IN: Reviews

Alliterating at Peter Faneuil’s Hall


Tracy Richardson

Conductor Steven Lipsitt has a knack for alliteration, first made evident in 2016 when he revived the Boston Classical Orchestra founded by Harry Ellis Dickson at Faneuil Hall in 1980. He kept the orchestra going after Dickson’s death, but when financial issues threatened its continuing existence, he assembled a new board and rebuilt the ensemble under the name Bach, Beethoven, & Brahms Society. On the one hand, that name overtly indicates that the ensemble would offer the meat-and-potatoes of the classical repertory for listeners who come to the historical venue of Faneuil Hall, conveniently available by public transportation and boasting clean acoustics.

But the alliteration that marks the name of the ensemble reappeared this spring to highlight the interesting program on April 23rd. These refer to two of the four composers represented in the program and the fact that both works featured the harpsichord. The interesting program included works from the 18th, 19th, 20th, and 21st centuries, and rather unusually, the two pieces calling for harpsichord, were both the earliest and the most recent.

George Walker’s Lyric for strings, originally composed as a movement for string quartet, and later expanded for string orchestra, is by far his best-known work. He dedicated it to the memory of his grandmother. The short, intense, poignant score, first descends, then rises, seeming to recall the changing intensities of the string sonorities as it both suggests past memories and anticipates.

The Haydn Concertino in C major (Hob. XIV:12), composed about 1772 as a chamber work for harpsichord with two violins and bass, was enlarged by Steven Lipsitt to make it more of a concerto with a full (but modest) orchestra. In both its original quartet form and its larger version, it gave the feeling of Hausmusik, music to be played at home for the entertainment of the players themselves, though of course the larger orchestra fitted it for a concert this a good-sized audience. Haydn wrote many works of every kind of shape, many of which included the feeling that they were intended to provide personal pleasure in music-making to members of a household privately among themselves. The harpsichord part, played by Tracy Richardson, suggested that Haydn might have planned it for the keyboard as the dominant participant and that the three string instruments might have been younger members of the family, enjoying offering a performance with their mother or teacher, linking the straightforward string parts against the lively and brilliant sections for the teacher and leader.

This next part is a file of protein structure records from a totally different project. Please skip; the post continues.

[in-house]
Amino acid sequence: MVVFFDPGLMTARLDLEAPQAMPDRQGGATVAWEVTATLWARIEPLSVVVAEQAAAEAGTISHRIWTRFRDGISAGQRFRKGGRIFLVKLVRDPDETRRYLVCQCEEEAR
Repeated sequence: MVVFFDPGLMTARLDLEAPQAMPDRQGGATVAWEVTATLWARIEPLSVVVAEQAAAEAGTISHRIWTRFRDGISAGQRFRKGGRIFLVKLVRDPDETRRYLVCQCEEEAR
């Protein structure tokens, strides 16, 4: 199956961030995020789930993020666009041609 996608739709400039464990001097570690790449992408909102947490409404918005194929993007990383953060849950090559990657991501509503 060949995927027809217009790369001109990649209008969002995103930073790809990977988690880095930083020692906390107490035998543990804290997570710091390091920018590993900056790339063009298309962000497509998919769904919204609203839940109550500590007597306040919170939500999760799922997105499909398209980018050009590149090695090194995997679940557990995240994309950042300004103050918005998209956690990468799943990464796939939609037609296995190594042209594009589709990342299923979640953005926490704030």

Mark Hagerty

The other work for harpsichord and strings. Mark Hagerty’s As Yet… reworks the traditional play of soloist (amplified harpsichord) and the full ensemble, though not especially in the contrapuntal manner of traditional concertos. In a brief message to the audience, he explained that he conceived the music not so much in linear structure, with ongoing development of melodic themes, but rather as a kind of rhetoric, with the keyboard establishing primacy, its electric flashes, like lightning, are set against the dense, earthlike sounds of the massed stringed instruments through which the brilliant energy of the harpsichord shoots..A middle section allows the materials to suggest a passacaglia rotating through different keys in thoughtful alternation. The final section once again takes a livelier tempo tossing our various themes to produce what the composer called a “hyper-rondo.”

Hagerty studied at Oberlin and Brandeis. He has collaborated for years with Tracy Richardson, for whom he conceived the part for amplified harpsichord, along with many other works involving the harpsichord. The BB&B Society commissioned As Yet… with financial support from Vita Paladino.

The program closed very happily with Beethoven’s Fourth Symphony, a work of delightful energy and light that too rarely emerging from the giant shadows of the Third and the Fifth. The sustained introduction of the opening hints at dark possibilities ahead, but these are most dispersed in a few brief rising moments that set off the cheerful Allegro. Still, the first four pitches heard in the score—long-held notes that sound the same shape (a pair of descending thirds) but without the characteristic rhythm, as the opening of the Fifth Symphony, already creates a link between the two works. But from the explosion of the faster tempo, the two symphonies plow very different fields. By the end of the fourth movement, the quick-as-a-wink theme has brightened spirits thoroughly—until Beethoven’s final joke, when the musicians seem to be tiring as the end approaches. Sure enough, the figure slows, almost the point of passing out, when, convinced that the ending will be as slow as the beginning, the final phrases take off like a racehorse, bringing delighted smiles to the lips and hearty applause to the palms of the spectators.

Steven Ledbetter is a freelance writer and lecturer on music. He got his BA from Pomona College and PhD from NYU in Musicology. He taught at Dartmouth College in the 1970s, then became program annotator at the Boston Symphony Orchestra from 1979 to 1997.

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